At the time he “disappeared”, he was managing director of the travel agency and a businessman with both high-level political and religious contacts. A father of two girls, he was also suspected of being an Iranian intelligence officer tasked with bringing disgrace and financial ruin to political opponents. He also stole far more money than has previously been reported.


Monis came to Rahelenoor travel agency as managing director in 1996. Nobody was really sure where he came from but staff were told he was now the new boss. At that time there were about a hundred such agencies operating in Tehran and it was a busy hub, offering not just flights but visas for those wanting to leave the republic to start a new life. Monis was at the time said to be a religious figure, having performed various studies, and was also married to Zahra Mobasheri, a university professor who tied the knot with him when she was still a teen in 1983. Mobasheri’s father Habibolah was deputy head of the prestigious Imam Sadiq University, a pivotal institution for the Iranian regime’s top cadre and officials from the State’s intelligence agency. Habibolah was known to be influential in the Iranian government.

A change of managing director was not seen as unusual and staff were told their new boss was a well connected 32-year-old father of two girls aged 7 and 8 years.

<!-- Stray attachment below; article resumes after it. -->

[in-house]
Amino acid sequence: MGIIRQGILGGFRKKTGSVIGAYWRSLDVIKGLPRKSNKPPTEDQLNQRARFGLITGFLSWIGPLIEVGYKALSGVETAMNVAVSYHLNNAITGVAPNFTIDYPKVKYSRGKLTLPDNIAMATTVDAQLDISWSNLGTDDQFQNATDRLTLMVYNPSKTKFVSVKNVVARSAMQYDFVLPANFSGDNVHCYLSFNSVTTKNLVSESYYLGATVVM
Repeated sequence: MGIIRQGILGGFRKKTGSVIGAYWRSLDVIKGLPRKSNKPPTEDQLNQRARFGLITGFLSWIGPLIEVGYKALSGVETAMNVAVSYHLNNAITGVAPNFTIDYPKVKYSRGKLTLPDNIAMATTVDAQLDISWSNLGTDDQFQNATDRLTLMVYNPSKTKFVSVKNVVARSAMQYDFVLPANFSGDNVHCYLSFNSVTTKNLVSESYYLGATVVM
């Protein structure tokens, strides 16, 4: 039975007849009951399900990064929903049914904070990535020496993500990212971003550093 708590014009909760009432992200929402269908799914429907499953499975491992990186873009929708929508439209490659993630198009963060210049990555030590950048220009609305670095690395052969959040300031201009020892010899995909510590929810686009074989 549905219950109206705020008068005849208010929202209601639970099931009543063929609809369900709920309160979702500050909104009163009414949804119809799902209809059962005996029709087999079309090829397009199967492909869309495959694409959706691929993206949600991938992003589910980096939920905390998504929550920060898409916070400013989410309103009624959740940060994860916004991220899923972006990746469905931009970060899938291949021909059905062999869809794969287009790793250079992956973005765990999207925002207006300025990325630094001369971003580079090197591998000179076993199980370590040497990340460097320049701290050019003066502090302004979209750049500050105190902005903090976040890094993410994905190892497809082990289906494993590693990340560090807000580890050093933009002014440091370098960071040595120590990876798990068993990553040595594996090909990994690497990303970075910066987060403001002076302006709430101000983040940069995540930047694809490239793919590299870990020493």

Double life ... Man Haron Monis was born Mohammad-Hassan Manteghi Borujerdi. This was the

Double life … Man Haron Monis was born Mohammad-Hassan Manteghi Borujerdi. This was the photo that was hanging on the wall of his office at the travel agency in Tehran where he was managing director. Picture: Supplied Source: Supplied

He occupied the top floor of the Shariati Street agency and had little to do with staff at the counters downstairs but worked 8am to 5pm, Saturday through to Thursday.

“He was very normal, smiley, would come in and say good morning to everyone and ‘where is my tea, someone bring me my tea’, normal things like this,” Khalebani recalled.

“He just went upstairs, oversaw business. The owner of the business knew of him from another religious connection and was told he would make a good managing director for the company. You could not imagine what he was really doing and was about to escape, nobody could believe he was going to escape.”

Calculated man ... Man Haron Monis had plans years ago. Here, police are depicted at the

Calculated man … Man Haron Monis had plans years ago. Here, police are depicted at the scene of the siege in Martin Place. Picture: Toby Zerna Source: News Corp Australia

Monis was planning his exit from almost the moment he took over the business. At the same time he was putting up a framed photograph of himself on the wall announcing his arrival, he was already looking to a rival travel agency to book him passage to Australia.

For the seven months he worked at the agency he made numerous appointments with families wishing to migrate to other countries, mostly Europe and also possibly Australia. Khalebani said Monis was dealing with 14 families, a total of 40 family members, who were selling off their assets for a new life abroad and that he had taken from them 750 million Iranian rials, the equivalent of about AUD$550,000 on rates of the day. This figure is considerably higher than the US$200,000 previously reported theft of life savings in exchange for visas, fees and start up costs overseas.